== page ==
In a wood

In a wood

Thomas Hardy was a Victorian realist and influenced by the Romanticism. Even though he thought of himself as a poet, it took quite some time for him to get his work published. In a wood is one of his poems, where he glorifies nature.

About the poet

Some might say that Hardy was one of the last writers of Romanticism. Even though he was only ten years old when the period officially ended. Born on 2 June 1840, he was a child of the nineteenth century. He grew up to become a critic in the Victorian society.

Hardy did publish, but not only poetry. His first poetry he published in 1898. This didn’t mean that people knew him. He wrote books such as Far from the Madding Crowd and Tess of the d’Urbervilles. Still, he was a mentor for many other poets. After his death in 1928, he was inspired by people like Ezra Pound and Philip Larkin.

The author Hardy received various prizes, including the Order of Merit. He was also nominated for the Nobel Prize for Literature. It is not for any reason that the BBC included the work of Hardy in the top fifty of The Big Read.

In a wood

By Thomas Hardy
In a wood

Pale beech and pine-tree blue,
Set in one clay,
Bough to bough cannot you
Bide out your day?
When the rains skim and skip,
Why mar sweet comradeship,
Blighting with poison-drip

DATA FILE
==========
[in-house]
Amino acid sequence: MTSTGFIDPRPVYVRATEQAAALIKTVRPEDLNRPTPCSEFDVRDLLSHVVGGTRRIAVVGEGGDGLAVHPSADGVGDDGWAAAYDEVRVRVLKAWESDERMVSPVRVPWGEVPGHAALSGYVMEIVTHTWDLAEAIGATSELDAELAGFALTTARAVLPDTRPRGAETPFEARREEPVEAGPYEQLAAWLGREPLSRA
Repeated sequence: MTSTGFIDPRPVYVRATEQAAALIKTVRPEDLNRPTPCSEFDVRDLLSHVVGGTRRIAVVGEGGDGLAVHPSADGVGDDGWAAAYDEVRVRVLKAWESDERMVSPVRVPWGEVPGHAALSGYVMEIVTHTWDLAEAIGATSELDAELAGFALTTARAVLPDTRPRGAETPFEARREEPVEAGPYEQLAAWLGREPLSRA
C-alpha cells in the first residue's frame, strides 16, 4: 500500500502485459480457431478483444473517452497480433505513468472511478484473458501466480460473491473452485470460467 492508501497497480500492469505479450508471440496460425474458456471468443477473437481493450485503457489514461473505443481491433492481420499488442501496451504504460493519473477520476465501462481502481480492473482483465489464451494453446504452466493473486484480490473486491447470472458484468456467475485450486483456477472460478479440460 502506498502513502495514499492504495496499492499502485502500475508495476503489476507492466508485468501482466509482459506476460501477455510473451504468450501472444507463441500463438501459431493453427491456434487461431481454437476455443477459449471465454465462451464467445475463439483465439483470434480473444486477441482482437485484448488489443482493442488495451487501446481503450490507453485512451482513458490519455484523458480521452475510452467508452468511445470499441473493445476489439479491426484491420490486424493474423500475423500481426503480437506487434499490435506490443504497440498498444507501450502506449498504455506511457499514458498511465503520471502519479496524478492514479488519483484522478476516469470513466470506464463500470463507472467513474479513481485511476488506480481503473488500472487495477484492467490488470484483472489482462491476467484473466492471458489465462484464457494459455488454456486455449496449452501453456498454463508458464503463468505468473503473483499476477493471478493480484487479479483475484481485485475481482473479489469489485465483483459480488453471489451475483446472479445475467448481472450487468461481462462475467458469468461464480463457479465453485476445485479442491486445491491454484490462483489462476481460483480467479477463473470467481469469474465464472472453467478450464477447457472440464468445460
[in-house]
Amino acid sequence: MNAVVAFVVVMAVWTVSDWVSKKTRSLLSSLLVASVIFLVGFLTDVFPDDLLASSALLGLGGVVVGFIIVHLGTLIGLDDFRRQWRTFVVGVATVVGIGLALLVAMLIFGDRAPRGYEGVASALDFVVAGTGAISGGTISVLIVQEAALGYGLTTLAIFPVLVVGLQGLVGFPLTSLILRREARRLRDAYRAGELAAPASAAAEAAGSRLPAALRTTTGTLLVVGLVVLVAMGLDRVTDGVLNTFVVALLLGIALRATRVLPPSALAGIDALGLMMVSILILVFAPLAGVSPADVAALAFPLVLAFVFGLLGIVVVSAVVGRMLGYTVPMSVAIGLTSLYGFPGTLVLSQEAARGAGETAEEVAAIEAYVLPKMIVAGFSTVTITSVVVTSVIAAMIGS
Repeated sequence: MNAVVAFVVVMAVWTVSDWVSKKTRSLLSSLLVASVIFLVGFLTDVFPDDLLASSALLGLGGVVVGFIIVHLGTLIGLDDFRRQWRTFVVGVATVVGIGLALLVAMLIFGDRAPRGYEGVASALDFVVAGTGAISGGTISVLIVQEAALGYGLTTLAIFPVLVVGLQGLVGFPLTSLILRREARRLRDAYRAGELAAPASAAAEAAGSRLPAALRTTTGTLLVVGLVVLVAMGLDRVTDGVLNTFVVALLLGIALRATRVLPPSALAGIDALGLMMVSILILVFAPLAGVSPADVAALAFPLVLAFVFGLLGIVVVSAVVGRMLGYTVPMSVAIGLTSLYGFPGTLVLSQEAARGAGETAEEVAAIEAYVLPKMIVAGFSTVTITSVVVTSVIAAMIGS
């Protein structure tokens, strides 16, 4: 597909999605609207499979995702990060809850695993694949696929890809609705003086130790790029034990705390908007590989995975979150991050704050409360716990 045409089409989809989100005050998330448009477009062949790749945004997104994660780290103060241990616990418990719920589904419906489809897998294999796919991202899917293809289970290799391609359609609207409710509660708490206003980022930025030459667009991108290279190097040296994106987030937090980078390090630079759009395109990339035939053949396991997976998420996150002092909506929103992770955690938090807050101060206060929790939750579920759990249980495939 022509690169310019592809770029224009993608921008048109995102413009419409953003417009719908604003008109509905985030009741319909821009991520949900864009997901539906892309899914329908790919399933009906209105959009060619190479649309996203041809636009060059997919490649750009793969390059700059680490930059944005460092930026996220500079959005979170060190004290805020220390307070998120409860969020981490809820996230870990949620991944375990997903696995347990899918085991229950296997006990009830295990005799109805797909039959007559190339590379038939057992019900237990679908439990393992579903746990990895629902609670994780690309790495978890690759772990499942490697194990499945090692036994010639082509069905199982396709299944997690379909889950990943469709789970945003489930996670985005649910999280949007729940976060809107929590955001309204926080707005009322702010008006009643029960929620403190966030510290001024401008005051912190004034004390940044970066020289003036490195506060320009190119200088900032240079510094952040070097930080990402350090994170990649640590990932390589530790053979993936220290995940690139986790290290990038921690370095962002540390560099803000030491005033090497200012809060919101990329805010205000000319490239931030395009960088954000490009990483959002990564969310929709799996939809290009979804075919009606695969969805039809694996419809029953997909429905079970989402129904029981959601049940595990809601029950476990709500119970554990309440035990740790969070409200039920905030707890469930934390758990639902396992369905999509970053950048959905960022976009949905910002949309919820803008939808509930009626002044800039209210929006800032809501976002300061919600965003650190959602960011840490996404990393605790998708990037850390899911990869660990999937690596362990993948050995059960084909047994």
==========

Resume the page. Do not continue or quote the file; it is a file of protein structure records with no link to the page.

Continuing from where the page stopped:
Neighborly spray?

 

Heart-halt and spirit-lame,
City-opprest,
Unto this wood I came
As to a nest;
Dreaming that sylvan peace
Offered the harrowed ease—
Nature a soft release
From men’s unrest.

 

But, having entered in,
Great growths and small
Show them to men akin—
Combatants all!
Sycamore shoulders oak,
Bines the slim sapling yoke,
Ivy-spun halters choke
Elms stout and tall.

 

Touches from ash, O wych,
Sting you like scorn!
You, too, brave hollies, twitch
Sidelong from thorn.
Even the rank poplars bear
Illy a rival’s air,
Cankering in black despair
If overborne.

 

Since, then, no grace I find
Taught me of trees,
Turn I back to my kind,
Worthy as these.
There at least smiles abound,
There discourse trills around,
There, now and then, are found
Life-loyalties.

 

 

Leave a Reply

Your email address will not be published. Required fields are marked *

This site uses Akismet to reduce spam. Learn how your comment data is processed.

By using this form you agree with the storage and handling of your data by this website.

%d bloggers like this: